Assessing Different Levels of Intensity on Economic and Water Footprint in Dairy Farming Systems in Bangladesh: Implication for Sustainable Milk Supply to the Urban Consumers
MST. Nadira Sultana1, Mohammad Mohi Uddin1, Brad Ridoutt2, Wolfgang Bokelmann3, Kurt-Johannes Peters4
1Christian-Albrechts-Universität zu Kiel, IFCN Dairy Research Center, Germany
Milk production in Bangladesh falls under pressure due to rising demand from increasing urbanisation leading to intensification and higher water scarcity problem which ultimately affects environment, society and dairy production. To meet the growing needs of urban consumers without creating environmental burden, dairy farming needs to be efficient in both costs and water footprint. Therefore, the objective of this study was to assess the costs and water footprint (WF) in low, medium and high intensified farms located in rural, peri-urban and urban areas, respectively. This study further analysed four different scenarios based on rural low intensified farms in order to identify potential ways to reduce costs and WF in rural areas while keeping increasing production. A combination of both Life Cycle Assessment (LCA)-based WF calculation methods and TIPI-CAL (Technology Impact Policy Impact Calculation) model was used. The results showed that the higher the production intensity, the lower the costs per kg energy corrected milk (ECM) in urban farms while the opposite results were observed when analysing the WF. The single stand-alone WF (L H2Oe/kg ECM), integrating consumptive and degradative water use (WU) impacts, ranged (from low to high intensity) 11 to 45; on the other hand, the WF considering degradative emission in terms of a theoretical water volume ranged from 21 to 112. The feed cost had the highest contribution (an average 0.18 which accounts for 67% of average costs 0.27 USD/kg ECM) to the total costs while the WF impact was mainly driven by the regional water stress index (WSI). The scenario analysis showed that there was a potential tradeoff between economy of production and reduction of WF that revealed that the altering farming system toward high yielding cows and on-farm feed production in rural areas with low WSI and increasing market link with urban consumers might be an option to reduce costs, decreasing environmental burden whereby it provides the option to supply milk to the urban consumers at a competitive price. This study, therefore, suggests that improving dairy farming in rural areas while linking rural farmers with urban consumers might be the sustainable milk production scenarios in future.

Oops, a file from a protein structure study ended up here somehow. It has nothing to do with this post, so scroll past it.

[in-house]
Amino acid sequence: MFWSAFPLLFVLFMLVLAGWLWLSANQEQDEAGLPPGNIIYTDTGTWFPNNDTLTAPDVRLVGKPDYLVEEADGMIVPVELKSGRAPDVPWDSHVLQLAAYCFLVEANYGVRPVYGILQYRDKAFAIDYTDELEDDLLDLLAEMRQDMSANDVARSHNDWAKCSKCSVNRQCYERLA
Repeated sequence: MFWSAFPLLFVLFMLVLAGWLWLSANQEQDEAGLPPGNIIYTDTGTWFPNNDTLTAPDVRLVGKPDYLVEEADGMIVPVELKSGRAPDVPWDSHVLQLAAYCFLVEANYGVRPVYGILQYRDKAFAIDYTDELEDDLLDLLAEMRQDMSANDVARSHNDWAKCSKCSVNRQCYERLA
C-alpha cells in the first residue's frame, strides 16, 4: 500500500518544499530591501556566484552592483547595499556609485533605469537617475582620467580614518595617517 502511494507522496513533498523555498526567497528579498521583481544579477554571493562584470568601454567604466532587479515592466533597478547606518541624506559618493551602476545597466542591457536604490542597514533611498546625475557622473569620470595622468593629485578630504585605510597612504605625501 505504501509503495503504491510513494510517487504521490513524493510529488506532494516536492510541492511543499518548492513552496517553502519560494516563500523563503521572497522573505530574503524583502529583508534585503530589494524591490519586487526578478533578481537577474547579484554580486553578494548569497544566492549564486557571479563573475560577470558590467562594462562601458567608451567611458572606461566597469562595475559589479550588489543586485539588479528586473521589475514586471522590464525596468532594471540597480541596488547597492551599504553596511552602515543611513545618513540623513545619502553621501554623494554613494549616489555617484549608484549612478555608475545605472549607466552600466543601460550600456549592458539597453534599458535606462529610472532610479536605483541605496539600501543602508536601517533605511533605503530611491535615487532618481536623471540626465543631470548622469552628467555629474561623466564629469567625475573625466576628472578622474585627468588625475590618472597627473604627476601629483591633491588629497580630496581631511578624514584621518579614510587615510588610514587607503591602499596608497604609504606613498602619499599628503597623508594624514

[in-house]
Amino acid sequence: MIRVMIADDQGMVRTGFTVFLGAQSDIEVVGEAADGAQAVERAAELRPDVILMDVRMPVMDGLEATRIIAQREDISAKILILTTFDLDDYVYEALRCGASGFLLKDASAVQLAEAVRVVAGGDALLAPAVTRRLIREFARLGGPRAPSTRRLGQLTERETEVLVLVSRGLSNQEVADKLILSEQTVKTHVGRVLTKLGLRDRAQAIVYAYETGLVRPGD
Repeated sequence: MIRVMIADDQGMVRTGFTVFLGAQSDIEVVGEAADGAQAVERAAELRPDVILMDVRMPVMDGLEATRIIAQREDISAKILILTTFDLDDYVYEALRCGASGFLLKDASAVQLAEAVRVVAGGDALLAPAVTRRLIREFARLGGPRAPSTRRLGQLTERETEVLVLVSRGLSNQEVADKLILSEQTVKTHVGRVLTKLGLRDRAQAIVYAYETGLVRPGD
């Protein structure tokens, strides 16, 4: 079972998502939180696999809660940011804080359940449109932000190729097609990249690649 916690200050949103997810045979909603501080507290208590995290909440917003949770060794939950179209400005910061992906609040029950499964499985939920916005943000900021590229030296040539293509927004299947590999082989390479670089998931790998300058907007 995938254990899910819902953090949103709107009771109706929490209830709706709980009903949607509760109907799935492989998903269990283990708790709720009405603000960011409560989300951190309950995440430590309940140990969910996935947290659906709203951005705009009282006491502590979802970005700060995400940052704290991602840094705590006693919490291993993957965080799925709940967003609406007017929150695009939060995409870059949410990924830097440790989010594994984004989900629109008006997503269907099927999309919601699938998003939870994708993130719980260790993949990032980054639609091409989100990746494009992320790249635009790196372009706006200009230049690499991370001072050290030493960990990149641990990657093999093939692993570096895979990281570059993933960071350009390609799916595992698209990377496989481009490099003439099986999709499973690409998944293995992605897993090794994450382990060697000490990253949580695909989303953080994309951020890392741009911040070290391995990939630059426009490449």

Keywords: Bangladesh, costs analysis, dairy farming, intensification, water footprint
Contact Address: MST. Nadira Sultana, Christian-Albrechts-Universität zu Kiel, IFCN Dairy Research Center, Kiel, Germany, e-mail: nadira.sultanaifcndairy.org